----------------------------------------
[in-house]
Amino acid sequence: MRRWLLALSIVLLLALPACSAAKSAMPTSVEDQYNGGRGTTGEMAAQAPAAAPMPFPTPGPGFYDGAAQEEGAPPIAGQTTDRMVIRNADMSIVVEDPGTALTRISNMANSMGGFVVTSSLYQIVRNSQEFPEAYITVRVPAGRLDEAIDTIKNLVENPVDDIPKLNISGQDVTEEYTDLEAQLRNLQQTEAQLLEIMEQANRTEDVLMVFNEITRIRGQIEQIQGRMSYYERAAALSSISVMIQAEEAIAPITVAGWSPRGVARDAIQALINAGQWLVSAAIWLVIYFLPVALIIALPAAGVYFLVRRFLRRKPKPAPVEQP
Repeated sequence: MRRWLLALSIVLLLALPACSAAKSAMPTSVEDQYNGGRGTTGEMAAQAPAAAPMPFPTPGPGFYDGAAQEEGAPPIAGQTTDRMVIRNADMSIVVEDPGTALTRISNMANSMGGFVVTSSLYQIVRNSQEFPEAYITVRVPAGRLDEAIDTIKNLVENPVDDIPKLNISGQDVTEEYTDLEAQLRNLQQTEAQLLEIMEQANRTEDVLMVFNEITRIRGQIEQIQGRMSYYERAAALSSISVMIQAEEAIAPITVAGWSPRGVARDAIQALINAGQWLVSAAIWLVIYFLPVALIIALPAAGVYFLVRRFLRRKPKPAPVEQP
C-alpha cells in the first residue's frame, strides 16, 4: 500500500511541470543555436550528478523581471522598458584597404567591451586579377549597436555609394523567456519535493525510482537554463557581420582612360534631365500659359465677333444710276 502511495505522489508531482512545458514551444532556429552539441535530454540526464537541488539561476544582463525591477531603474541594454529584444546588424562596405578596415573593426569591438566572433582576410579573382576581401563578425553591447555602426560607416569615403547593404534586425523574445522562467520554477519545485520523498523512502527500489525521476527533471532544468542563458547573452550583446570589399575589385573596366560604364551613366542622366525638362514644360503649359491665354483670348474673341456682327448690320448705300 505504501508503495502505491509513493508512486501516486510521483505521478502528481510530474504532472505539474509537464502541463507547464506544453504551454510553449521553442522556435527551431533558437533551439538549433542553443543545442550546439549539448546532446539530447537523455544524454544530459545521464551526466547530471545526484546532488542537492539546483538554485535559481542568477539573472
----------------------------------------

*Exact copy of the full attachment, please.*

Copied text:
[in-house]
Amino acid sequence: MRRWLLALSIVLLLALPACSAAKSAMPTSVEDQYNGGRGTTGEMAAQAPAAAPMPFPTPGPGFYDGAAQEEGAPPIAGQTTDRMVIRNADMSIVVEDPGTALTRISNMANSMGGFVVTSSLYQIVRNSQEFPEAYITVRVPAGRLDEAIDTIKNLVENPVDDIPKLNISGQDVTEEYTDLEAQLRNLQQTEAQLLEIMEQANRTEDVLMVFNEITRIRGQIEQIQGRMSYYERAAALSSISVMIQAEEAIAPITVAGWSPRGVARDAIQALINAGQWLVSAAIWLVIYFLPVALIIALPAAGVYFLVRRFLRRKPKPAPVEQP
Repeated sequence: MRRWLLALSIVLLLALPACSAAKSAMPTSVEDQYNGGRGTTGEMAAQAPAAAPMPFPTPGPGFYDGAAQEEGAPPIAGQTTDRMVIRNADMSIVVEDPGTALTRISNMANSMGGFVVTSSLYQIVRNSQEFPEAYITVRVPAGRLDEAIDTIKNLVENPVDDIPKLNISGQDVTEEYTDLEAQLRNLQQTEAQLLEIMEQANRTEDVLMVFNEITRIRGQIEQIQGRMSYYERAAALSSISVMIQAEEAIAPITVAGWSPRGVARDAIQALINAGQWLVSAAIWLVIYFLPVALIIALPAAGVYFLVRRFLRRKPKPAPVEQP
C-alpha cells in the first residue's frame, strides 16, 4: 500500500511541470543555436550528478523581471522598458584597404567591451586579377549597436555609394523567456519535493525510482537554463557581420582612360534631365500659359465677333444710276 502511495505522489508531482512545458514551444532556429552539441535530454540526464537541488539561476544582463525591477531603474541594454529584444546588424562596405578596415573593426569591438566572433582576410579573382576581401563578425553591447555602426560607416569615403547593404534586425523574445522562467520554477519545485520523498523512502527500489525521476527533471532544468542563458547573452550583446570589399575589385573596366560604364551613366542622366525638362514644360503649359491665354483670348474673341456682327448690320448705300 505504501508503495502505491509513493508512486501516486510521483505521478502528481510530474504532472505539474509537464502541463507547464506544453504551454510553449521553442522556435527551431533558437533551439538549433542553443543545442550546439549539448546532446539530447537523455544524454544530459545521464551526466547530471545526484546532488542537492539546483538554485535559481542568477539573472